It was a gruelling 2 years, both physically and psychologically, every energy was absorbed by this project. Finding sponsors, working on Obportus, preparing the charter boat to do the summer season, transferring Obportus to La Coruña where he had to 'abandon' it all summer to do the season in Greece, wintering the charter boat, returning to La Coruña to complete the preparations for the round-the-world trip and....finally setting sail!
And setting sail is really the first big goal! It takes determination, a clear vision of what needs to be done and what can be done with the time and means available, making a thousand compromises, because time is short and the budget limited.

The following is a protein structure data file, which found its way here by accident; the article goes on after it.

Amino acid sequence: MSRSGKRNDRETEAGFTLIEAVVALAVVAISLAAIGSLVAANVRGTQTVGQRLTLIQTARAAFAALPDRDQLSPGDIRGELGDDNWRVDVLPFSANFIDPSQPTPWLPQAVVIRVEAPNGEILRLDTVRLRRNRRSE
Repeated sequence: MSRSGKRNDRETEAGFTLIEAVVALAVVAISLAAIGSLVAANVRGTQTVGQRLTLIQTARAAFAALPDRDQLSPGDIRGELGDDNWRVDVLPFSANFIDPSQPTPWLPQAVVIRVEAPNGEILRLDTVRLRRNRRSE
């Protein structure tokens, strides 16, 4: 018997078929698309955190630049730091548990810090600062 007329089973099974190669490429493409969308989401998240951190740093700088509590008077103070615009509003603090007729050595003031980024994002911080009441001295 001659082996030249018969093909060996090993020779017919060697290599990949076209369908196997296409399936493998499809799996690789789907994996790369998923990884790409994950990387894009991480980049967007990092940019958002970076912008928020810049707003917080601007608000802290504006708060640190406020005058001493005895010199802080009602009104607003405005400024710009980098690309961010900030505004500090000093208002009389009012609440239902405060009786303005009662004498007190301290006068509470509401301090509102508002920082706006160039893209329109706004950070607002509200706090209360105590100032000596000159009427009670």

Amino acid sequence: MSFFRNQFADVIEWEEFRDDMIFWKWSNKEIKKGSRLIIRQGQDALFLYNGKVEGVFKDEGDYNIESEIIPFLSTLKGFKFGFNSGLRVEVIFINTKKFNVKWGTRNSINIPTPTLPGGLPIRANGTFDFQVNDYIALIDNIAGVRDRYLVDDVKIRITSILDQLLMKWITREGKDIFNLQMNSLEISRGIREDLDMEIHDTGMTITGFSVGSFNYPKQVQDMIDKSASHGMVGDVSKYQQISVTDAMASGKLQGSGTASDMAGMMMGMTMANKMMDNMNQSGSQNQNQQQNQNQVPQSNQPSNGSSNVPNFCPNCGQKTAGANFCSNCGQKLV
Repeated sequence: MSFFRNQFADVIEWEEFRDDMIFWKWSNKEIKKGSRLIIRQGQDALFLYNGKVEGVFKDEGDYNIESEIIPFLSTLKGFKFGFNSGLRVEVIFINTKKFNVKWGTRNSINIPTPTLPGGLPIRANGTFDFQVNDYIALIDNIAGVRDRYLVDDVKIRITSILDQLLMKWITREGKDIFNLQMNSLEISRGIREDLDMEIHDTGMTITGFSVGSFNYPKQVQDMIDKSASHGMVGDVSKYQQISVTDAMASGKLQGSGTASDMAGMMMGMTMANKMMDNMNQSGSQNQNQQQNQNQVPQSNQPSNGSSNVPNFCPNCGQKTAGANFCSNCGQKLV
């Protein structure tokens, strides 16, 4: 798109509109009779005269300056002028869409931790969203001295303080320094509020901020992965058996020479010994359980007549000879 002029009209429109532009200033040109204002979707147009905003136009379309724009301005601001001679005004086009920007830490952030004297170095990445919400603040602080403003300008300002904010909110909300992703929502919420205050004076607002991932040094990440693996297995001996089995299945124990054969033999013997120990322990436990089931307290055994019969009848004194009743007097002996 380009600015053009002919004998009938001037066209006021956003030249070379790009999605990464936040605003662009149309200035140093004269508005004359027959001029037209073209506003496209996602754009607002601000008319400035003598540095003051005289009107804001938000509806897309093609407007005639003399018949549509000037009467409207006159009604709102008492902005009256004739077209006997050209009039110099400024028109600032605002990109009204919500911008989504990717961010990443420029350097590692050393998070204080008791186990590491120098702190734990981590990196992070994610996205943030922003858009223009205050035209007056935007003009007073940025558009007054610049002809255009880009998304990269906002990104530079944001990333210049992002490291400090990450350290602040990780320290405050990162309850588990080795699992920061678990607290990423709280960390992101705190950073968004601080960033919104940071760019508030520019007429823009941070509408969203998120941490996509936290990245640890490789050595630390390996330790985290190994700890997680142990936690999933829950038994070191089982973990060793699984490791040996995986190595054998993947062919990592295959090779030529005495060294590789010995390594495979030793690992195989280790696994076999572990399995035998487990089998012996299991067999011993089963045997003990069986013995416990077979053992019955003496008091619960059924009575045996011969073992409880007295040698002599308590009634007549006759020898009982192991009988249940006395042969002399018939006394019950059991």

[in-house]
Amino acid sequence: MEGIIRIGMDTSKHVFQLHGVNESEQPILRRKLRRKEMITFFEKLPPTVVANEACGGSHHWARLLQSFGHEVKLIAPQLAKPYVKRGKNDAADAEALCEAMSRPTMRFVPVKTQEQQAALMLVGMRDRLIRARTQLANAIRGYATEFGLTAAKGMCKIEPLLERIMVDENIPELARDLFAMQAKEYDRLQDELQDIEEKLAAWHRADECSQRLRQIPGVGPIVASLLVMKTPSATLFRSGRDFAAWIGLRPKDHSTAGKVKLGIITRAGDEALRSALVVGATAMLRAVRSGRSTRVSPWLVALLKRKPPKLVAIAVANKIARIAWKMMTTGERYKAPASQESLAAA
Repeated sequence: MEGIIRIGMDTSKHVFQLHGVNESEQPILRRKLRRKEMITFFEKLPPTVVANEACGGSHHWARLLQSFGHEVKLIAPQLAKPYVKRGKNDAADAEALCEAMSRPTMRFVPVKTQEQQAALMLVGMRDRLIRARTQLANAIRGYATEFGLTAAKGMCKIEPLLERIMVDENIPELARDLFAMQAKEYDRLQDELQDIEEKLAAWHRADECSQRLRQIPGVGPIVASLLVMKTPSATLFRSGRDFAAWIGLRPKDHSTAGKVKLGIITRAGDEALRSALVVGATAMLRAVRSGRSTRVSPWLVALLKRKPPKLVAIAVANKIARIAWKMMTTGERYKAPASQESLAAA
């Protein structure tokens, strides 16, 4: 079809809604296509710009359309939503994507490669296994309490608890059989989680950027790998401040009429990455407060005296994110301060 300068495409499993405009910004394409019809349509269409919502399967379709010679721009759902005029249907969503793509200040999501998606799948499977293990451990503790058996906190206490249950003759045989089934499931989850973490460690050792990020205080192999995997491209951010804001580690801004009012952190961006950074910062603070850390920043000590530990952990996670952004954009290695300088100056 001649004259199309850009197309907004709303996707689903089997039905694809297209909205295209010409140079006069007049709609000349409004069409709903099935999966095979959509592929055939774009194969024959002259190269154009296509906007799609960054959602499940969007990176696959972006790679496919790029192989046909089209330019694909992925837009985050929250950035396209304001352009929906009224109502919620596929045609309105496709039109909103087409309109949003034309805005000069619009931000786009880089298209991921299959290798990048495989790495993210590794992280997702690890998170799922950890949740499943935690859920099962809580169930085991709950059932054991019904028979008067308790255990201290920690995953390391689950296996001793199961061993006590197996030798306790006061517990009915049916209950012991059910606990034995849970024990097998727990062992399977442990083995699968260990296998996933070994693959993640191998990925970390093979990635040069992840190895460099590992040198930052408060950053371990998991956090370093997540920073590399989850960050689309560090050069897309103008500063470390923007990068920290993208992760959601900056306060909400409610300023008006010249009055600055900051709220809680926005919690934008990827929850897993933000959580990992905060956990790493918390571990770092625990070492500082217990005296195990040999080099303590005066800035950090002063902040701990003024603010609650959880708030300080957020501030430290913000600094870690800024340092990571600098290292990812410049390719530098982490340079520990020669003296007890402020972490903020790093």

That is why I can say without fear of contradiction that Riccardo Tosetto has proved to be a great sailor. Managing the complexity of preparing a round-the-world voyage and completing it alone, without the help of a shore team of professionals, requires all-round knowledge and skills of preparation and management that only a true sailor possesses. Imagine what it is like to make important choices, about refitting the boat, sails, equipment, without having had the opportunity to sail in all conditions. Imagine what it is like to set sail from La Coruña with a storm and 40-50 knots on the nose, without having had a chance to test, as one would wish, what has been modified and implemented. Every choice becomes a leap into the void, if you make a mistake you carry it with you for the 27000 miles non-stop that await you, with no possibility of appeal.